Backup without redundancy: genetic interactions reveal the cost of duplicate gene loss.

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    Many genes can be deleted with little phenotypic consequences. By what mechanism and to what extent the presence of duplicate genes in the genome contributes to this robustness against deletions has been the subject of considerable interest. Here, we exploit the availability of high-density genetic interaction maps to provide direct support for the role of backup compensation, where functionally overlapping duplicates cover for the loss of their paralog. However, we find that the overall contribution of duplicates to robustness against null mutations is low ( approximately 25%). The ability to directly identify buffering paralogs allowed us to further study their properties, and how they differ from non-buffering duplicates. Using environmental sensitivity profiles as well as quantitative genetic interaction spectra as high-resolution phenotypes, we establish that even duplicate pairs with compensation capacity exhibit rich and typically non-overlapping deletion phenotypes, and are thus unable to comprehensively cover against loss of their paralog. Our findings reconcile the fact that duplicates can compensate for each other's loss under a limited number of conditions with the evolutionary instability of genes whose loss is not associated with a phenotypic penalty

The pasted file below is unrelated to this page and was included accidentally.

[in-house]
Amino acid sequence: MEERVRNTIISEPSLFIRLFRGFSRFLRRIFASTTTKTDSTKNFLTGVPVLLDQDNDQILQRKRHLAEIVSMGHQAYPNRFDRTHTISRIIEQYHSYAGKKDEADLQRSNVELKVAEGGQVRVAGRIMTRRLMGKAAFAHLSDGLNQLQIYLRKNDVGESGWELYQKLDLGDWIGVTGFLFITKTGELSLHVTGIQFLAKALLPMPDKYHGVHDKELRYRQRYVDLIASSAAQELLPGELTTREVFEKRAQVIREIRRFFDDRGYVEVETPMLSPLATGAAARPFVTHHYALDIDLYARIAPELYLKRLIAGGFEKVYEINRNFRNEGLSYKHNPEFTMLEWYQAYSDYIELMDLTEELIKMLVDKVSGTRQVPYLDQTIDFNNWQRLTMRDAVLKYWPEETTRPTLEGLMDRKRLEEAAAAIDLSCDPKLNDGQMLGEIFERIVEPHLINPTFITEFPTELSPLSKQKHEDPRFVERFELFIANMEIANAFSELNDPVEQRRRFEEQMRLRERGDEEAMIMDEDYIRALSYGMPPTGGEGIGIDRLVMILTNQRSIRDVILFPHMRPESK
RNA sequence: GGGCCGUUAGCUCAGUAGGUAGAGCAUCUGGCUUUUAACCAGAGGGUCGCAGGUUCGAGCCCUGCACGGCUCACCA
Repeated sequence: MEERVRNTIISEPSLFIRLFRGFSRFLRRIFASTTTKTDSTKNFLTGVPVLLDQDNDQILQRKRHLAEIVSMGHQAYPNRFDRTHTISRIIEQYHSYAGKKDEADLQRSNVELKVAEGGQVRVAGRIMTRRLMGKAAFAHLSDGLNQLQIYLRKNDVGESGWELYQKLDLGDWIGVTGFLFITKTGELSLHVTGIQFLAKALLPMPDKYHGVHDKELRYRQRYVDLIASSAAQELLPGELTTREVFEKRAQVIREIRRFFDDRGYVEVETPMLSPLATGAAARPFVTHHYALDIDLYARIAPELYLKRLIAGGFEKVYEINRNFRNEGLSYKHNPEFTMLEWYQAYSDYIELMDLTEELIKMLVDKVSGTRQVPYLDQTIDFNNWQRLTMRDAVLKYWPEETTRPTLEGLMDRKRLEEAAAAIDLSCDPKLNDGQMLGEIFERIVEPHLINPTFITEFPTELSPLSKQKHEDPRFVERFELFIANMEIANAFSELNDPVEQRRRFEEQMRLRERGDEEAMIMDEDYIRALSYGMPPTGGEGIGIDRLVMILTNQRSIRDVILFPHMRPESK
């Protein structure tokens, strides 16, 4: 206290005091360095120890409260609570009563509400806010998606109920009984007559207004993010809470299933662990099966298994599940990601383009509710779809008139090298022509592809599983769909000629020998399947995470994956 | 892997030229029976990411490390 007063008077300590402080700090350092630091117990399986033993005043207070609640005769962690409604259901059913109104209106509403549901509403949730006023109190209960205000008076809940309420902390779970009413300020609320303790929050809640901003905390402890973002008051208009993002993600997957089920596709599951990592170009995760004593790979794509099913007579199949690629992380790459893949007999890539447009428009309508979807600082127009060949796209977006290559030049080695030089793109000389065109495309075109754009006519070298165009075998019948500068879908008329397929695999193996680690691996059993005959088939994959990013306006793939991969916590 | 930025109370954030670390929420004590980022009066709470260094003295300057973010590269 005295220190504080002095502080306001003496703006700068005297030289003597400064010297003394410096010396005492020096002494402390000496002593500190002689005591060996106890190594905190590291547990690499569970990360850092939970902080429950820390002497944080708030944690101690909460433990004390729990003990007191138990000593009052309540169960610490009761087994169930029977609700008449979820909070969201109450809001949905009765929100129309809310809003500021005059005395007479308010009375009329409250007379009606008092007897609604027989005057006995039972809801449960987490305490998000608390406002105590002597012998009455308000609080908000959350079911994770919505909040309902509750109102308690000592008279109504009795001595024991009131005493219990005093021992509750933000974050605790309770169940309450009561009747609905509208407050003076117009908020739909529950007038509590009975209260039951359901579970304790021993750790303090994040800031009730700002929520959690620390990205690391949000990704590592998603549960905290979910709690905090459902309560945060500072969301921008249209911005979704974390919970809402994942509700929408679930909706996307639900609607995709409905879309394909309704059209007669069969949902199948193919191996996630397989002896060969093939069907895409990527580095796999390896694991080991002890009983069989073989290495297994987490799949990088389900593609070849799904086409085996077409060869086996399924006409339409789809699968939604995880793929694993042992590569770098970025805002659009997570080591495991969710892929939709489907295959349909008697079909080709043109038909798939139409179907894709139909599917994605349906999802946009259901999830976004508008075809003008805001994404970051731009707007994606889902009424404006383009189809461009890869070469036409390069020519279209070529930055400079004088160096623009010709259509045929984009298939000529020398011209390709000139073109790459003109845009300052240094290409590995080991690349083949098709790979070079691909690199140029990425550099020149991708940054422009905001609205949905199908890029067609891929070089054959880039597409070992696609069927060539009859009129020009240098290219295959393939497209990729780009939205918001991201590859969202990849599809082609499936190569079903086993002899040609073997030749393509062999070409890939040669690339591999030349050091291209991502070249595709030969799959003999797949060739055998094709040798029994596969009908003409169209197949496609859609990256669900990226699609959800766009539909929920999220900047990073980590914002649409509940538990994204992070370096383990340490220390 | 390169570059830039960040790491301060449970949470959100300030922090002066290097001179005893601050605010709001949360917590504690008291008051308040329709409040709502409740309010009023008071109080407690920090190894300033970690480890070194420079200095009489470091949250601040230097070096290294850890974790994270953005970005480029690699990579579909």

Reducing False-Positive Prediction of Minimotifs with a Genetic Interaction Filter

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    Background: Minimotifs are short contiguous peptide sequences in proteins that have known functions. At its simplest level, the minimotif sequence is present in a source protein and has an activity relationship with a target, most of which are proteins. While many scientists routinely investigate new minimotif functions in proteins, the major web-based discovery tools have a high rate of false-positive prediction. Any new approach that reduces false-positives will be of great help to biologists. Methods and Findings: We have built three filters that use genetic interactions to reduce false-positive minimotif predictions. The basic filter identifies those minimotifs where the source/target protein pairs have a known genetic interaction. The HomoloGene genetic interaction filter extends these predictions to predicted genetic interactions of orthologous proteins and the node-based filter identifies those minimotifs where proteins that have a genetic interaction with the source or target have a genetic interaction. Each filter was evaluated with a test data set containing thousands of true and false-positives. Based on sensitivity and selectivity performance metrics, the basic filter had the best discrimination for true positives, whereas the node-based filter had the highest sensitivity. We have implemented these genetic interaction filters on the Minimotif Miner 2.3 website. The genetic interaction filter is particularly useful for improving predictions of posttranslational modifications such as phosphorylation and proteolytic cleavage sites